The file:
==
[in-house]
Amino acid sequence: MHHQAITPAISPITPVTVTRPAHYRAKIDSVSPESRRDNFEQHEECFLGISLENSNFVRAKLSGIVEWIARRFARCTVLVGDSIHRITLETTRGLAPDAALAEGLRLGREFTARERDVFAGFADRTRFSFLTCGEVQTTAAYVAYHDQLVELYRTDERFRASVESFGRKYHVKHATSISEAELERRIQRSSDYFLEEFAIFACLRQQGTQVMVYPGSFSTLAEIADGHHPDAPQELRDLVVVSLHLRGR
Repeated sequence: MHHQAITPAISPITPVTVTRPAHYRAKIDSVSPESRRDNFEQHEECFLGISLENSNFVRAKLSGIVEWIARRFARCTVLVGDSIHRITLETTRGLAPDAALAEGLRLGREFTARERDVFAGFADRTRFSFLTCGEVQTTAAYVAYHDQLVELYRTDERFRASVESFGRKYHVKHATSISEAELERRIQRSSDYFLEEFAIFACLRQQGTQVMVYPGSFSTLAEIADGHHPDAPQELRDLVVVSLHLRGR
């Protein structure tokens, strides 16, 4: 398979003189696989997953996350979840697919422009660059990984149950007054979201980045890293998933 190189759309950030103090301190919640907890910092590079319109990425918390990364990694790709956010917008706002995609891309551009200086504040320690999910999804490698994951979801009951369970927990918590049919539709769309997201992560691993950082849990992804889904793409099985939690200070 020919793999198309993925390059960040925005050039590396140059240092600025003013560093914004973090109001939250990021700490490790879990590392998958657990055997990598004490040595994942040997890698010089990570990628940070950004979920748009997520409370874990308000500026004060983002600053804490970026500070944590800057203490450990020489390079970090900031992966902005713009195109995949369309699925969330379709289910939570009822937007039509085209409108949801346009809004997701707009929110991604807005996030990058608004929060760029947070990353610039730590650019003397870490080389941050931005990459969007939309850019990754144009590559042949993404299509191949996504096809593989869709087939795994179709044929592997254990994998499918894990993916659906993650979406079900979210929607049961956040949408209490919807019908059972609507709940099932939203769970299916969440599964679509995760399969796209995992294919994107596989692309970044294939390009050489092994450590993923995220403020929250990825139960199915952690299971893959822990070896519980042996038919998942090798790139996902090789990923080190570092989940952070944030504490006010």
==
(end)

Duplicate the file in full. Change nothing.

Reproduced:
[in-house]
Amino acid sequence: MHHQAITPAISPITPVTVTRPAHYRAKIDSVSPESRRDNFEQHEECFLGISLENSNFVRAKLSGIVEWIARRFARCTVLVGDSIHRITLETTRGLAPDAALAEGLRLGREFTARERDVFAGFADRTRFSFLTCGEVQTTAAYVAYHDQLVELYRTDERFRASVESFGRKYHVKHATSISEAELERRIQRSSDYFLEEFAIFACLRQQGTQVMVYPGSFSTLAEIADGHHPDAPQELRDLVVVSLHLRGR
Repeated sequence: MHHQAITPAISPITPVTVTRPAHYRAKIDSVSPESRRDNFEQHEECFLGISLENSNFVRAKLSGIVEWIARRFARCTVLVGDSIHRITLETTRGLAPDAALAEGLRLGREFTARERDVFAGFADRTRFSFLTCGEVQTTAAYVAYHDQLVELYRTDERFRASVESFGRKYHVKHATSISEAELERRIQRSSDYFLEEFAIFACLRQQGTQVMVYPGSFSTLAEIADGHHPDAPQELRDLVVVSLHLRGR
């Protein structure tokens, strides 16, 4: 398979003189696989997953996350979840697919422009660059990984149950007054979201980045890293998933 190189759309950030103090301190919640907890910092590079319109990425918390990364990694790709956010917008706002995609891309551009200086504040320690999910999804490698994951979801009951369970927990918590049919539709769309997201992560691993950082849990992804889904793409099985939690200070 020919793999198309993925390059960040925005050039590396140059240092600025003013560093914004973090109001939250990021700490490790879990590392998958657990055997990598004490040595994942040997890698010089990570990628940070950004979920748009997520409370874990308000500026004060983002600053804490970026500070944590800057203490450990020489390079970090900031992966902005713009195109995949369309699925969330379709289910939570009822937007039509085209409108949801346009809004997701707009929110991604807005996030990058608004929060760029947070990353610039730590650019003397870490080389941050931005990459969007939309850019990754144009590559042949993404299509191949996504096809593989869709087939795994179709044929592997254990994998499918894990993916659906993650979406079900979210929607049961956040949408209490919807019908059972609507709940099932939203769970299916969440599964679509995760399969796209995992294919994107596989692309970044294939390009050489092994450590993923995220403020929250990825139960199915952690299971893959822990070896519980042996038919998942090798790139996902090789990923080190570092989940952070944030504490006010």